Football is the most popular and perhaps one of the oldest games in our country. Its duration of ninety minutes remains packed with excitement. Perhaps no other game involves the fans so intensely. In recent times cricket has become equally or even more popular, but here the show element is more at play in ordinary matches.

The situation of a closely contested soccer match in a packed stadium is a very common sight. In Kolkata the match between Mohan Bagan and East Bengal is generally of the character. It is an age-old rivalry and its fans are sharply divided in their support. The supporters of the two teams are always at daggers drawn, though not the players. Often a good player of one team joins the other team and one seldom notices any feeling of malice prevailing between them. But their supporters sometimes become dangerous it a fan of the opposite side praises his team. Here the game is not judged purely on its merit. Here Personal feeling and sentiment of the onlooker counts for more.   

But what shall the game look like if such personal feelings do not affect the judgement? If the match is closely contested the ball shall swing from pole to pole. It will generate a rising sensation. Each time a team succeeds there shall be applause. This impartial applause shall encourage both the teams and the tempo of the match rise with every goal.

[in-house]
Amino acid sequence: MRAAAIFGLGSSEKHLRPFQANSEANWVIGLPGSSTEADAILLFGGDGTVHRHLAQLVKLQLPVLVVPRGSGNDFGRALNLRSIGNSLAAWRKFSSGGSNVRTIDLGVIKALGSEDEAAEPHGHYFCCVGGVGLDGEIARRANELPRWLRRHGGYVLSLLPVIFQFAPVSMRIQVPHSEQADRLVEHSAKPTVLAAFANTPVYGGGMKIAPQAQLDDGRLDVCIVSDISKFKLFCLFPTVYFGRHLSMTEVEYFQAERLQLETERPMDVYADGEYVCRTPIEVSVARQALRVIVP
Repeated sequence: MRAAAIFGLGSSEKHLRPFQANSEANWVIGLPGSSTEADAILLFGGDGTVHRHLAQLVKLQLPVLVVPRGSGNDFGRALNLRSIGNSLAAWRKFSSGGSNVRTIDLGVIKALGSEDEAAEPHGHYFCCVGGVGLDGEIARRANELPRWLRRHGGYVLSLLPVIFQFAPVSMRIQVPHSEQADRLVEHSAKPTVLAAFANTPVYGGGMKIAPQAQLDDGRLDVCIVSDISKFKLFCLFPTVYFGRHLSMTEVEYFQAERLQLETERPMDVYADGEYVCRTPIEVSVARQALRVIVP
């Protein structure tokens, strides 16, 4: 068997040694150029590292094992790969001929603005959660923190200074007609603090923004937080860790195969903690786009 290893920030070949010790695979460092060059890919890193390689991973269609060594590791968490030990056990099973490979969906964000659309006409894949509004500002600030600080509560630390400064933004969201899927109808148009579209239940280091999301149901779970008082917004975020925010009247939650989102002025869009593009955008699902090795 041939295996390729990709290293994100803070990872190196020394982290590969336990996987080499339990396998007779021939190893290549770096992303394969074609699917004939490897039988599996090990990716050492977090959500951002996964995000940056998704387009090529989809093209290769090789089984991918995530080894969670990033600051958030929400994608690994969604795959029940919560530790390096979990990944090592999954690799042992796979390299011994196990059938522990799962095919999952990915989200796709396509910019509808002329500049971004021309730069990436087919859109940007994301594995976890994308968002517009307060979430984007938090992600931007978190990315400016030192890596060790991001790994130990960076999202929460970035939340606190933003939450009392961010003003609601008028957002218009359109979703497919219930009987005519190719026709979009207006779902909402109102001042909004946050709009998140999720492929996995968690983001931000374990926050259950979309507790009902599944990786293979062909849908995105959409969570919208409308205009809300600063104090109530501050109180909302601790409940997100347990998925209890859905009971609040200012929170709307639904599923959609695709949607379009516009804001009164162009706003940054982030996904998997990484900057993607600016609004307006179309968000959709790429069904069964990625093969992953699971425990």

In a sensational one-day cricket match also there is excitement with every ball bowled and with every run scored. But the excitement is interrupted between over or intervals. But in a soccer match it is a sustained affair. The fate of the team swings in the balance almost every moment. There is almost no break except for the half-time. The crowd becomes involved in the game for the entire gamut of the game. 

These days the victories are celebrated through fire-works and crackers. Banners are displayed are displayed to acclaim individual players. Sometimes people cross the fence, even if a goal by their favourite team is given as wrong by the referee. In fact, the people remain so tense during the brief period; they often forget to behave like sportsmen. 

In view of these risks the authorities tighten the reins of control during such matches. Sometimes in a tense match between two favourite teams the crowd becomes violent. And they become unhappy with the decision. To an observer it seems as if for them the match is their life’s stake. Sometimes even bets are entered into and the match remains a hot topic in trams and buses as the people return home.

 


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